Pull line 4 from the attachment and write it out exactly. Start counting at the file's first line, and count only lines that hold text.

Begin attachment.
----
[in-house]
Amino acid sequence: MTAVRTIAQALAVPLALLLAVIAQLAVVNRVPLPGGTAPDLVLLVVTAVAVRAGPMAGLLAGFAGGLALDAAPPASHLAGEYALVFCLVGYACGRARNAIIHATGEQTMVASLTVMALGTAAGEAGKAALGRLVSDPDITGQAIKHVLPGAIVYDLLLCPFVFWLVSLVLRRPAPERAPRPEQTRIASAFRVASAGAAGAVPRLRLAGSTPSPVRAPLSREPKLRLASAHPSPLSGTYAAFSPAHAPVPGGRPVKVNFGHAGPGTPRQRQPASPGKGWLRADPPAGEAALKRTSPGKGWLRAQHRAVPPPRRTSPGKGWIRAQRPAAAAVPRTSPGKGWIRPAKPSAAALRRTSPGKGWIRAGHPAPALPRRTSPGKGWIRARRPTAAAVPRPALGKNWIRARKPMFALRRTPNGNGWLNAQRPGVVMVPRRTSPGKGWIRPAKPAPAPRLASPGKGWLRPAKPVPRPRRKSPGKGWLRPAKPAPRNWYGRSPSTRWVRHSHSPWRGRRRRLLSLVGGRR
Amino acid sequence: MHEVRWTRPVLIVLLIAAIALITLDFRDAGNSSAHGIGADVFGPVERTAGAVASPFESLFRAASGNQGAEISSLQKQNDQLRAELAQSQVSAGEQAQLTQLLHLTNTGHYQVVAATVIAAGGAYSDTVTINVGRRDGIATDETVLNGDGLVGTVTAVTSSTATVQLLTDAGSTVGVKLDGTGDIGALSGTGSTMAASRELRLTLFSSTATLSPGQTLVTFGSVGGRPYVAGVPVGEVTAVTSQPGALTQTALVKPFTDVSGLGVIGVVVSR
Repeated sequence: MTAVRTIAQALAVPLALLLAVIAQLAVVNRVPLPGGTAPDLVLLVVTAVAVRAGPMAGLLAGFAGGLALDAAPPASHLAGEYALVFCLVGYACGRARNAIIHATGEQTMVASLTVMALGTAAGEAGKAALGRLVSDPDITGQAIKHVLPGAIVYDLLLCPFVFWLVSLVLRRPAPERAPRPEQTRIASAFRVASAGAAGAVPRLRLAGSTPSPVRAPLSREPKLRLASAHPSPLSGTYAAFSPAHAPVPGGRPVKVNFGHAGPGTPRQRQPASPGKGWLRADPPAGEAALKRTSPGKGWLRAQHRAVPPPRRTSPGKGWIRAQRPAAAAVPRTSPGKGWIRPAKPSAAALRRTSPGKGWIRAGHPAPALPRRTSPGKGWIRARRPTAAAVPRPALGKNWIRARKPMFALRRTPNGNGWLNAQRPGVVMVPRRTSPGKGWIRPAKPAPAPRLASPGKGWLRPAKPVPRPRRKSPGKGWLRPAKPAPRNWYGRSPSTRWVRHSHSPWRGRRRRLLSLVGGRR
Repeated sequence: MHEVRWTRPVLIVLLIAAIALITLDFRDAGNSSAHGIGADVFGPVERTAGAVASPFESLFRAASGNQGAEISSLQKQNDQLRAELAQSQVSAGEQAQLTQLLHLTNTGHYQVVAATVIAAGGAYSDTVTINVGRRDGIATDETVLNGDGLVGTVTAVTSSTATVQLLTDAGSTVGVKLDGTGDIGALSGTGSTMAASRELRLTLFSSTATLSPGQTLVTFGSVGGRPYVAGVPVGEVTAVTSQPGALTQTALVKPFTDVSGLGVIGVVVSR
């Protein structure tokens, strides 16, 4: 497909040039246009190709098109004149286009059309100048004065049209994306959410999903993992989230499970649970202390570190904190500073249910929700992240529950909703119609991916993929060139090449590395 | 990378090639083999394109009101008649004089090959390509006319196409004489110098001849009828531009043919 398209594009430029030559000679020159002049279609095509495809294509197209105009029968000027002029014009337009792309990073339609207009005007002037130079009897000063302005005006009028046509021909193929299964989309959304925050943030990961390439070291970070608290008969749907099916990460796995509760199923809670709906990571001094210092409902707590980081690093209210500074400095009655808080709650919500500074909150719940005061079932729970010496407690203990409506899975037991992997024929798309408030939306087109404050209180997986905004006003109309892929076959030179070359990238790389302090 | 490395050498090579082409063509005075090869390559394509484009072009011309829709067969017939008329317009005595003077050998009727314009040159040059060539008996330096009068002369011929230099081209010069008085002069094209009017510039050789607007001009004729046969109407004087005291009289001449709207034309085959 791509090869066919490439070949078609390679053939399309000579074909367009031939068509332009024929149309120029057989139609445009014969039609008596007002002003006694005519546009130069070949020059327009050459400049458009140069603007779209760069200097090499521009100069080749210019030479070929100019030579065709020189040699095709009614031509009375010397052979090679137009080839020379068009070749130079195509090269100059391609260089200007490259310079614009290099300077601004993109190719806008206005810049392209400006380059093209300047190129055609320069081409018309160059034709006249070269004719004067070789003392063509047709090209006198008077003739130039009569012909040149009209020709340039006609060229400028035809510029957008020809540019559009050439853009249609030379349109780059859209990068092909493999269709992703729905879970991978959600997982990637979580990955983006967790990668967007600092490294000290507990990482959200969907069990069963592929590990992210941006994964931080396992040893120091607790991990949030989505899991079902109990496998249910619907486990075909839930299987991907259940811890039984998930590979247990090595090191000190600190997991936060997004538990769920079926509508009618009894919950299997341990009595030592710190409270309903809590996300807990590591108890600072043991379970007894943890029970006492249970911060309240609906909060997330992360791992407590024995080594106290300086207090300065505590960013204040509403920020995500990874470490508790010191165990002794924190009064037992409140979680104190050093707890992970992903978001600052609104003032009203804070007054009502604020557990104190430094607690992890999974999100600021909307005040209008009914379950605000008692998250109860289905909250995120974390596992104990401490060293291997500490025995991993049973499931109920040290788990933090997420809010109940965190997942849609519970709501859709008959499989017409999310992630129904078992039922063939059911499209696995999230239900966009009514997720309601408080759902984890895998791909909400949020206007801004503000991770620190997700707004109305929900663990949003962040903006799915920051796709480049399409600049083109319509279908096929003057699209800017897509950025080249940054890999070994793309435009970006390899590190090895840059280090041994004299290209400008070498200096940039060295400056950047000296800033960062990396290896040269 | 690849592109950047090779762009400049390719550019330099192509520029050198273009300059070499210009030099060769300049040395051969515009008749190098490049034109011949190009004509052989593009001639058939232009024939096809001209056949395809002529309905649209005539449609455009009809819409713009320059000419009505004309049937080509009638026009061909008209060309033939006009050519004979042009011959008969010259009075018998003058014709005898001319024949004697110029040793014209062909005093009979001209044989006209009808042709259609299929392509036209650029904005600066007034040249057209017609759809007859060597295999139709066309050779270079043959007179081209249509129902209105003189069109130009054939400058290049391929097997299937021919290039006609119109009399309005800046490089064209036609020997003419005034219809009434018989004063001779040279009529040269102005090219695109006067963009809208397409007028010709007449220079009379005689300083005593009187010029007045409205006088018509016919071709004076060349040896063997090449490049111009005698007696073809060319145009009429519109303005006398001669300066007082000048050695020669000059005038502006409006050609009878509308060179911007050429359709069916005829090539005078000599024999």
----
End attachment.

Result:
Repeated sequence: MTAVRTIAQALAVPLALLLAVIAQLAVVNRVPLPGGTAPDLVLLVVTAVAVRAGPMAGLLAGFAGGLALDAAPPASHLAGEYALVFCLVGYACGRARNAIIHATGEQTMVASLTVMALGTAAGEAGKAALGRLVSDPDITGQAIKHVLPGAIVYDLLLCPFVFWLVSLVLRRPAPERAPRPEQTRIASAFRVASAGAAGAVPRLRLAGSTPSPVRAPLSREPKLRLASAHPSPLSGTYAAFSPAHAPVPGGRPVKVNFGHAGPGTPRQRQPASPGKGWLRADPPAGEAALKRTSPGKGWLRAQHRAVPPPRRTSPGKGWIRAQRPAAAAVPRTSPGKGWIRPAKPSAAALRRTSPGKGWIRAGHPAPALPRRTSPGKGWIRARRPTAAAVPRPALGKNWIRARKPMFALRRTPNGNGWLNAQRPGVVMVPRRTSPGKGWIRPAKPAPAPRLASPGKGWLRPAKPVPRPRRKSPGKGWLRPAKPAPRNWYGRSPSTRWVRHSHSPWRGRRRRLLSLVGGRR